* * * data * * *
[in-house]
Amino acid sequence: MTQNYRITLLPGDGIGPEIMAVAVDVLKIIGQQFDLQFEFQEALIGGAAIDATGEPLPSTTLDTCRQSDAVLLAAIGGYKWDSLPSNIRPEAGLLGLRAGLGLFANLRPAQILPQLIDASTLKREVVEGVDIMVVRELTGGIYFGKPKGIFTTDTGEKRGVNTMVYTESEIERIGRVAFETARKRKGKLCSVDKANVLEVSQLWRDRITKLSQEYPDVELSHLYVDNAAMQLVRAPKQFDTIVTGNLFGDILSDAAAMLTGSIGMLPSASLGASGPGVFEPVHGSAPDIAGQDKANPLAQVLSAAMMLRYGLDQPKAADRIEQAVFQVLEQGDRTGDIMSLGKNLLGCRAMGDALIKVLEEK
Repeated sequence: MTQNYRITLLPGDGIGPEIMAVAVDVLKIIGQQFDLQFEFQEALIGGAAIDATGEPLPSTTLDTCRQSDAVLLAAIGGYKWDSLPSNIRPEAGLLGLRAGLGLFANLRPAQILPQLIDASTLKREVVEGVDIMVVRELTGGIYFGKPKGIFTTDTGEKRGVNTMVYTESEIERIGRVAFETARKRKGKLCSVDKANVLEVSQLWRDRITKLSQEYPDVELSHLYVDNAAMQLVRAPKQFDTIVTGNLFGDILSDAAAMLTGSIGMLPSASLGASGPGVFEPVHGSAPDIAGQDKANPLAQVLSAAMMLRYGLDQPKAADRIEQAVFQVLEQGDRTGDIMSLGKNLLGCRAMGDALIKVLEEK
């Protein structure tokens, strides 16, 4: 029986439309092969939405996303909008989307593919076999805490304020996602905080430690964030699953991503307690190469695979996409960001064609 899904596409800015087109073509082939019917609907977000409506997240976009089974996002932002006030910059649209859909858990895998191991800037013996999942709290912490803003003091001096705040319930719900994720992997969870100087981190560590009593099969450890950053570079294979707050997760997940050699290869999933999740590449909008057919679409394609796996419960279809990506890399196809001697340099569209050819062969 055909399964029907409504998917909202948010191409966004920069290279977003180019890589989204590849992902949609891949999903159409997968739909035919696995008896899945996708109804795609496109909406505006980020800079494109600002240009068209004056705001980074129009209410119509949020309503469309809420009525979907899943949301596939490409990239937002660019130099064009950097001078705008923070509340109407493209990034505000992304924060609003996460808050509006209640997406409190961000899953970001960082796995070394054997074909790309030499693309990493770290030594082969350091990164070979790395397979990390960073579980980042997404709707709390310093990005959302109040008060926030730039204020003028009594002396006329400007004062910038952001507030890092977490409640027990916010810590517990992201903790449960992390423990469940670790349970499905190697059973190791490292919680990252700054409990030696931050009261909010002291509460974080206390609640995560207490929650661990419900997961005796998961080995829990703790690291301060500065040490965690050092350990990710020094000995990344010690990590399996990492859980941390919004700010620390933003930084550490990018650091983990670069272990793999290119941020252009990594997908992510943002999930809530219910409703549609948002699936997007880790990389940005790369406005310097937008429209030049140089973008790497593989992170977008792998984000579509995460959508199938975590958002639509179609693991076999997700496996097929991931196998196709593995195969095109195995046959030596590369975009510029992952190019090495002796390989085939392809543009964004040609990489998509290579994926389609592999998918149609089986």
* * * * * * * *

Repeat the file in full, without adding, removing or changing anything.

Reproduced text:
[in-house]
Amino acid sequence: MTQNYRITLLPGDGIGPEIMAVAVDVLKIIGQQFDLQFEFQEALIGGAAIDATGEPLPSTTLDTCRQSDAVLLAAIGGYKWDSLPSNIRPEAGLLGLRAGLGLFANLRPAQILPQLIDASTLKREVVEGVDIMVVRELTGGIYFGKPKGIFTTDTGEKRGVNTMVYTESEIERIGRVAFETARKRKGKLCSVDKANVLEVSQLWRDRITKLSQEYPDVELSHLYVDNAAMQLVRAPKQFDTIVTGNLFGDILSDAAAMLTGSIGMLPSASLGASGPGVFEPVHGSAPDIAGQDKANPLAQVLSAAMMLRYGLDQPKAADRIEQAVFQVLEQGDRTGDIMSLGKNLLGCRAMGDALIKVLEEK
Repeated sequence: MTQNYRITLLPGDGIGPEIMAVAVDVLKIIGQQFDLQFEFQEALIGGAAIDATGEPLPSTTLDTCRQSDAVLLAAIGGYKWDSLPSNIRPEAGLLGLRAGLGLFANLRPAQILPQLIDASTLKREVVEGVDIMVVRELTGGIYFGKPKGIFTTDTGEKRGVNTMVYTESEIERIGRVAFETARKRKGKLCSVDKANVLEVSQLWRDRITKLSQEYPDVELSHLYVDNAAMQLVRAPKQFDTIVTGNLFGDILSDAAAMLTGSIGMLPSASLGASGPGVFEPVHGSAPDIAGQDKANPLAQVLSAAMMLRYGLDQPKAADRIEQAVFQVLEQGDRTGDIMSLGKNLLGCRAMGDALIKVLEEK
């Protein structure tokens, strides 16, 4: 029986439309092969939405996303909008989307593919076999805490304020996602905080430690964030699953991503307690190469695979996409960001064609 899904596409800015087109073509082939019917609907977000409506997240976009089974996002932002006030910059649209859909858990895998191991800037013996999942709290912490803003003091001096705040319930719900994720992997969870100087981190560590009593099969450890950053570079294979707050997760997940050699290869999933999740590449909008057919679409394609796996419960279809990506890399196809001697340099569209050819062969 055909399964029907409504998917909202948010191409966004920069290279977003180019890589989204590849992902949609891949999903159409997968739909035919696995008896899945996708109804795609496109909406505006980020800079494109600002240009068209004056705001980074129009209410119509949020309503469309809420009525979907899943949301596939490409990239937002660019130099064009950097001078705008923070509340109407493209990034505000992304924060609003996460808050509006209640997406409190961000899953970001960082796995070394054997074909790309030499693309990493770290030594082969350091990164070979790395397979990390960073579980980042997404709707709390310093990005959302109040008060926030730039204020003028009594002396006329400007004062910038952001507030890092977490409640027990916010810590517990992201903790449960992390423990469940670790349970499905190697059973190791490292919680990252700054409990030696931050009261909010002291509460974080206390609640995560207490929650661990419900997961005796998961080995829990703790690291301060500065040490965690050092350990990710020094000995990344010690990590399996990492859980941390919004700010620390933003930084550490990018650091983990670069272990793999290119941020252009990594997908992510943002999930809530219910409703549609948002699936997007880790990389940005790369406005310097937008429209030049140089973008790497593989992170977008792998984000579509995460959508199938975590958002639509179609693991076999997700496996097929991931196998196709593995195969095109195995046959030596590369975009510029992952190019090495002796390989085939392809543009964004040609990489998509290579994926389609592999998918149609089986």